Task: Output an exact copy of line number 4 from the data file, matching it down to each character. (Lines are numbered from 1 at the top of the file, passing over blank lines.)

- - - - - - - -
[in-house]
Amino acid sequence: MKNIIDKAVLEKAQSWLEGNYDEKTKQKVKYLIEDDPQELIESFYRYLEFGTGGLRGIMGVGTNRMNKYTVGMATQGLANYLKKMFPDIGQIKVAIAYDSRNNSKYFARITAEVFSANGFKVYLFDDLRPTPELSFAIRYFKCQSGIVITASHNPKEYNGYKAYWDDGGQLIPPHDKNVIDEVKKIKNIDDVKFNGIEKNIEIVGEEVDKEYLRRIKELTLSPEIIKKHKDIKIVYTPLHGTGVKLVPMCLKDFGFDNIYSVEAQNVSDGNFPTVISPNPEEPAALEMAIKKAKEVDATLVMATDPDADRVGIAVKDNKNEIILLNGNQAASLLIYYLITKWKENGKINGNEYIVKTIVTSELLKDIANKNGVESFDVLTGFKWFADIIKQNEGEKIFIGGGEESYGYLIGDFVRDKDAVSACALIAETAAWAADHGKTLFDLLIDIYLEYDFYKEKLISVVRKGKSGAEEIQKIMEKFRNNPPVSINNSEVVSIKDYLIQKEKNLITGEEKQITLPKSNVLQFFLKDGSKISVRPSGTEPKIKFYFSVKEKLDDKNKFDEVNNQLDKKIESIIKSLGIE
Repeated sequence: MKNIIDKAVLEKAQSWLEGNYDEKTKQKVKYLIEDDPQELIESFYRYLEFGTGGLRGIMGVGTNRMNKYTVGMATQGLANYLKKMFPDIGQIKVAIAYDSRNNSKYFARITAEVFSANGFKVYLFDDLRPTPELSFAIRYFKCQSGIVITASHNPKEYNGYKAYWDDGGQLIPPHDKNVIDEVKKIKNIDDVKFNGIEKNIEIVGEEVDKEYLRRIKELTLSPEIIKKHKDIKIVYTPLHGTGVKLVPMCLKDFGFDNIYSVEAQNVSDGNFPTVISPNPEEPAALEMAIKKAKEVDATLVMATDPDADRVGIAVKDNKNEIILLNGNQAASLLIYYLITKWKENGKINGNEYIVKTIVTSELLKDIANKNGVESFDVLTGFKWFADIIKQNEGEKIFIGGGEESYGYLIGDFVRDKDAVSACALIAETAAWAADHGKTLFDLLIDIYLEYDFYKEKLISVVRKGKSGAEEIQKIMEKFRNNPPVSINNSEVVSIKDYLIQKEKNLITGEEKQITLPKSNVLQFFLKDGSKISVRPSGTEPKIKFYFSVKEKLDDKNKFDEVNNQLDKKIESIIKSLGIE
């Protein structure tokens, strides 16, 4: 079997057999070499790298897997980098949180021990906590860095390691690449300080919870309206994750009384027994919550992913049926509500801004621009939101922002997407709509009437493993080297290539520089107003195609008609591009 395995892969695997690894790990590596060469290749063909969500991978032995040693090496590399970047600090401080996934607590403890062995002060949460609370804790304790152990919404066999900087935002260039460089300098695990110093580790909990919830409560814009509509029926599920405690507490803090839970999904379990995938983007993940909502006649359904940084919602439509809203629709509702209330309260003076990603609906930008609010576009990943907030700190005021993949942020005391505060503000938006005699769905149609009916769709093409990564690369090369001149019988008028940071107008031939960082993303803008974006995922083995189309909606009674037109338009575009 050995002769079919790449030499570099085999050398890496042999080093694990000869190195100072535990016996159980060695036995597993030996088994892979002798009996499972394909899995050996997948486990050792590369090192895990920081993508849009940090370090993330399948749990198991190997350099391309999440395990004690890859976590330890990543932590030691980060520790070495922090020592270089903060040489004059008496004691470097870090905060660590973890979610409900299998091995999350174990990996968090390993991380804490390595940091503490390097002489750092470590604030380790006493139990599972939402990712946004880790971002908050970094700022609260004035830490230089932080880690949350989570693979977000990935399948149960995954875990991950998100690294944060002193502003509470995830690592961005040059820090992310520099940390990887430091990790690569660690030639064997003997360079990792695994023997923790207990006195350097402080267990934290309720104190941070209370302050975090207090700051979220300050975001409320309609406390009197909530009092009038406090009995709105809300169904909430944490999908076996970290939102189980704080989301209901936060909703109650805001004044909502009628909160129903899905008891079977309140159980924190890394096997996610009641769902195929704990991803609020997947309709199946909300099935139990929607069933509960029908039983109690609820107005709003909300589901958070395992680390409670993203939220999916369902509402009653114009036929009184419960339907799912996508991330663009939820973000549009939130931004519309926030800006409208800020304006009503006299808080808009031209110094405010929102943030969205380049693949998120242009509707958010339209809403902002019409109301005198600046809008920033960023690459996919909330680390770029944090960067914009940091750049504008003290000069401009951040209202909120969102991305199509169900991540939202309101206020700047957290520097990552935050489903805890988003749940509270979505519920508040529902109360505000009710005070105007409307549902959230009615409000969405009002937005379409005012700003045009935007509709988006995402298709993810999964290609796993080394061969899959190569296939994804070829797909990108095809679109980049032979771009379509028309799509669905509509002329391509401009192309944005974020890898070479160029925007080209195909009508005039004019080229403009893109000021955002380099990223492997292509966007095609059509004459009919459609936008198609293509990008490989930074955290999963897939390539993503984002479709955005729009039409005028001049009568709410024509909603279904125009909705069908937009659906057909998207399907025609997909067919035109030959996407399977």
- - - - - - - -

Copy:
């Protein structure tokens, strides 16, 4: 079997057999070499790298897997980098949180021990906590860095390691690449300080919870309206994750009384027994919550992913049926509500801004621009939101922002997407709509009437493993080297290539520089107003195609008609591009 395995892969695997690894790990590596060469290749063909969500991978032995040693090496590399970047600090401080996934607590403890062995002060949460609370804790304790152990919404066999900087935002260039460089300098695990110093580790909990919830409560814009509509029926599920405690507490803090839970999904379990995938983007993940909502006649359904940084919602439509809203629709509702209330309260003076990603609906930008609010576009990943907030700190005021993949942020005391505060503000938006005699769905149609009916769709093409990564690369090369001149019988008028940071107008031939960082993303803008974006995922083995189309909606009674037109338009575009 050995002769079919790449030499570099085999050398890496042999080093694990000869190195100072535990016996159980060695036995597993030996088994892979002798009996499972394909899995050996997948486990050792590369090192895990920081993508849009940090370090993330399948749990198991190997350099391309999440395990004690890859976590330890990543932590030691980060520790070495922090020592270089903060040489004059008496004691470097870090905060660590973890979610409900299998091995999350174990990996968090390993991380804490390595940091503490390097002489750092470590604030380790006493139990599972939402990712946004880790971002908050970094700022609260004035830490230089932080880690949350989570693979977000990935399948149960995954875990991950998100690294944060002193502003509470995830690592961005040059820090992310520099940390990887430091990790690569660690030639064997003997360079990792695994023997923790207990006195350097402080267990934290309720104190941070209370302050975090207090700051979220300050975001409320309609406390009197909530009092009038406090009995709105809300169904909430944490999908076996970290939102189980704080989301209901936060909703109650805001004044909502009628909160129903899905008891079977309140159980924190890394096997996610009641769902195929704990991803609020997947309709199946909300099935139990929607069933509960029908039983109690609820107005709003909300589901958070395992680390409670993203939220999916369902509402009653114009036929009184419960339907799912996508991330663009939820973000549009939130931004519309926030800006409208800020304006009503006299808080808009031209110094405010929102943030969205380049693949998120242009509707958010339209809403902002019409109301005198600046809008920033960023690459996919909330680390770029944090960067914009940091750049504008003290000069401009951040209202909120969102991305199509169900991540939202309101206020700047957290520097990552935050489903805890988003749940509270979505519920508040529902109360505000009710005070105007409307549902959230009615409000969405009002937005379409005012700003045009935007509709988006995402298709993810999964290609796993080394061969899959190569296939994804070829797909990108095809679109980049032979771009379509028309799509669905509509002329391509401009192309944005974020890898070479160029925007080209195909009508005039004019080229403009893109000021955002380099990223492997292509966007095609059509004459009919459609936008198609293509990008490989930074955290999963897939390539993503984002479709955005729009039409005028001049009568709410024509909603279904125009909705069908937009659906057909998207399907025609997909067919035109030959996407399977």